• DP, mini-DP, HDMI Inputs, USB3

Dell 4K

Dell added a new 4K monitor since my last year's article. That's the Dell UP3216Q 4K.

Dell's 4K monitors are all marketed at graphics and video professionals. They are IPS panels with the ultra-wide colour gamut that supports at least Adobe RGB 99%, sRGB 100% and 120% (CIE 1976).

You'll need a powerful graphics card to drive these monitors. Many 4K monitors are connected with the DisplayPort which is able to utilize the full colour gamut offered by the monitors.

If you need 4K, check out the following monitors (with some features highlighted):

The 5K-capable UP2715K (99% Adobe RGB) is still the most awesome monitor with 5120 x 2880 at 60 Hz (Dual DP cable required). You can edit a 4K video and still see the application interface. Unfortunately for Mac users, this monitor is not compatible even with the most expensive Mac Pro.

One major downside of using 5K resolution on a 27-inch monitor is if you're using old software that do not support such resolution, the user interface is going to be too small and frustrating to use. If you are using Adobe CS6 and older software, this means you have to upgrade to their subscription based Adobe CC. Even so, I read that not all software in CC supports such high resolution. So if you do intend to get this monitor, I recommend you check on Adobe forums for any complaints or just ask around there first before spending so much money.

If you're not into 4K video production, you can save a lot of money by going for the 2560 x 1440 monitors. I feel that for 4K, it is best to use a monitor that is at least 30 inches.

Dell provides 3-5 years warranty for their monitors.


NEC monitors are also noted for their colour accuracy and they cost more than competition. But ultimately, they are worth the money.

The models to check out are the PA272W (2560x1440), PA302W (2560x1600) and the new EA304W (2560x1600).

Check out the full specifications of the two monitors at

NEC monitors are often sold bundled with colour calibrators. If you already have a calibrator, take note of this.

NEC provides 4 years warranty for their monitors.


Eizo is the other high-end monitor manufacturer. The following models have the 10-bit colour displays (just like the other brands above): CG277, CX271 and CG248-4K and CG318-4k

Links to full specifications:

The 4K monitors are Eizo's most recent monitors and have the USB 3 hub as compared to the slower USB 2 on their smaller size and older monitors.

These monitors have built in spectrometer that can perform self calibration. Incredibly convenient. What you see on screen will be able to match the colour proofs closely in terms of colours. Their monitors come with monitor hoods.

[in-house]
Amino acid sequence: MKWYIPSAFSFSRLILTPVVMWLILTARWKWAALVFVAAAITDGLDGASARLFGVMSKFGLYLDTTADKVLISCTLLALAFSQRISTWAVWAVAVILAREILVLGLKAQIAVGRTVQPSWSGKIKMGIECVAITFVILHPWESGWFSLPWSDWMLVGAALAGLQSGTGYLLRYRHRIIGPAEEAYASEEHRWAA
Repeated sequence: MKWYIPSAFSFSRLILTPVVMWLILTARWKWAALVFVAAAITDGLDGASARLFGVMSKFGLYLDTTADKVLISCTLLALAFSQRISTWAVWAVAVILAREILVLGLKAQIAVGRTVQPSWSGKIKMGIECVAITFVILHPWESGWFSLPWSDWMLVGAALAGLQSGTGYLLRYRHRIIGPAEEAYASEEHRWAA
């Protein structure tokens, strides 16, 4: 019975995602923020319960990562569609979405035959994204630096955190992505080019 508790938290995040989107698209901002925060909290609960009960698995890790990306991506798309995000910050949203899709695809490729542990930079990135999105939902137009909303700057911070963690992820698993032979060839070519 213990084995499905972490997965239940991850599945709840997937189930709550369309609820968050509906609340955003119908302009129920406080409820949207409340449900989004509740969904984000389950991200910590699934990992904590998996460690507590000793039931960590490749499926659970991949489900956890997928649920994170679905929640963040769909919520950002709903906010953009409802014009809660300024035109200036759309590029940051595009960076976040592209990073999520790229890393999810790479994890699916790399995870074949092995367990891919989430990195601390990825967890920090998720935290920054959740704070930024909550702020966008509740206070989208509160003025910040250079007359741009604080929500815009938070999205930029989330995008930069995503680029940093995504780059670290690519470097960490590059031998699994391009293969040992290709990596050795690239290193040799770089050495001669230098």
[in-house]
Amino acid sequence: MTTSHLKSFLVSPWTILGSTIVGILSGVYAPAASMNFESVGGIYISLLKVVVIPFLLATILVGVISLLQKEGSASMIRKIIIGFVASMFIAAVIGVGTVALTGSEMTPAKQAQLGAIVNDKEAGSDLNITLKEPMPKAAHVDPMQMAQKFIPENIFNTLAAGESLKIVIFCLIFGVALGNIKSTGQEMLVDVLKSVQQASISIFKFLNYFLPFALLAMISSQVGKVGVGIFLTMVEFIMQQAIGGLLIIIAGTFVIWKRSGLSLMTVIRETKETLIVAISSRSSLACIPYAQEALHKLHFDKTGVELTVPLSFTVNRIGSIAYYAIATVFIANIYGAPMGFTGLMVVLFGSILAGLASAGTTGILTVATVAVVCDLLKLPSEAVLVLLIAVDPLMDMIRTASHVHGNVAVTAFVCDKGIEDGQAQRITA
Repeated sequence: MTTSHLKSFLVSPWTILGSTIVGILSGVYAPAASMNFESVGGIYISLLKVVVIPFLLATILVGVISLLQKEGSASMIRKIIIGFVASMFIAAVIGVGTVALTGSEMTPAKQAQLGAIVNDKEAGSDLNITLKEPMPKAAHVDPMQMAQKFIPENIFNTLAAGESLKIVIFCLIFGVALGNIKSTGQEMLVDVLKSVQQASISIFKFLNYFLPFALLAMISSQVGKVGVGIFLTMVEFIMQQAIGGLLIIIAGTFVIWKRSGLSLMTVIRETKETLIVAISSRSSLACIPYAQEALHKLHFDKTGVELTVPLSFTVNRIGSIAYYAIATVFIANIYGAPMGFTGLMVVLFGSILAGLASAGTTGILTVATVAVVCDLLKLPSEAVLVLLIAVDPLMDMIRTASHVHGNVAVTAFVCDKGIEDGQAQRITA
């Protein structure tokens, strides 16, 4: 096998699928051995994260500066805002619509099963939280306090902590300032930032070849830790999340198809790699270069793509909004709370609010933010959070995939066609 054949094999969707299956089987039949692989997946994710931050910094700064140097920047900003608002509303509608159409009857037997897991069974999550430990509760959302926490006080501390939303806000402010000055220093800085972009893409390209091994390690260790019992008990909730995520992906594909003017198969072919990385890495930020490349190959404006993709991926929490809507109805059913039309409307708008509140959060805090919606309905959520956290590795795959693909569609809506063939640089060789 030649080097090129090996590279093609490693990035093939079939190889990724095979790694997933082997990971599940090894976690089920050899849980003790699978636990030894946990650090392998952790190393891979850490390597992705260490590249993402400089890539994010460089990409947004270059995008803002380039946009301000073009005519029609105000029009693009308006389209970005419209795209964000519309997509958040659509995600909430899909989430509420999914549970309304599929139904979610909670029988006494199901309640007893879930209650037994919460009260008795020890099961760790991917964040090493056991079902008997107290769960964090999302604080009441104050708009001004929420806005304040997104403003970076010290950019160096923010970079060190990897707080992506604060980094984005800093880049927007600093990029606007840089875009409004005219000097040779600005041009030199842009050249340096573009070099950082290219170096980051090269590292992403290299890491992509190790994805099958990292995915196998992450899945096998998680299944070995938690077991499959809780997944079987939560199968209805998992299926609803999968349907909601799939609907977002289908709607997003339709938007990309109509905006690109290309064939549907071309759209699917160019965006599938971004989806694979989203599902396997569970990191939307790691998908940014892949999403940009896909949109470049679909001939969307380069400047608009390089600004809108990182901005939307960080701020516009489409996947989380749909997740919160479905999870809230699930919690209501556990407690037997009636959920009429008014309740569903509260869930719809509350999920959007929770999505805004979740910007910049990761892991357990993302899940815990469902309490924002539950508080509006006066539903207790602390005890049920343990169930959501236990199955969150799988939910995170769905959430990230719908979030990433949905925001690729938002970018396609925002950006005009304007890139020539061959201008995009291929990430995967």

Eizo provides 5 years warranty for their monitors.


The two monitors that catches my eye are the BenQ SW2700PT (27-inch) and the BenQ BL3201PH (32-inch)

The BenQ SW2700PT supports 100% Adobe RGB and is designed and marketed specifically for photo and video editing. It's a direct competitor to the Dell UP2716D and from the 290+ favorable reviews it seems that the quality control is fantastic. It even comes with a hood to prevent unwanted light sources.

I'm currently using the BenQ SW2700PT as my main monitor. I chose this over the Dell UP2716D because it's cheaper, comes with the hood and build-in SD card reader.

The larger BenQ BL3201PH supports 100% sRGB and is great too if you don't need the requirements of 100% Adobe RGB.

Should you need 4K resolution, Benq SW320 is a true 10-bit 4K monitor that also supports 99% Adobe RGB.


Asus also has two great monitors that support 99% Adobe RGB, and they are the ASUS PA279Q and the larger ASUS PA329Q. Both have pretty favorable reviews too.

For photographers, the build-in SD card reader and USB 3 ports by the side are going to be helpful.


The two monitors that I personally would get if I need an upgrade would be the Dell UP2716D or the BenQ SW2700PT. If you don't have that much budget, consider the Dell UP2516D or see if you can get any good deals with the Dell U2715H.

My personal preference is towards Dell monitors because of their aggressive pricing. BenQ's monitor is a surprise to me. I don't know they make colour critical monitors but apparently they do. EiZO and NEC are great but they are also more costly. Quality comes with a price.

Now, having such high end monitors means you should also invest yourself in a colour calibrator also. If you want something that can actually measure the colour gamut, I recommend the Spyder5 Pro. If you just need a simple way to calibrate, then go for the cheaper X-Rite ColorMunki Display.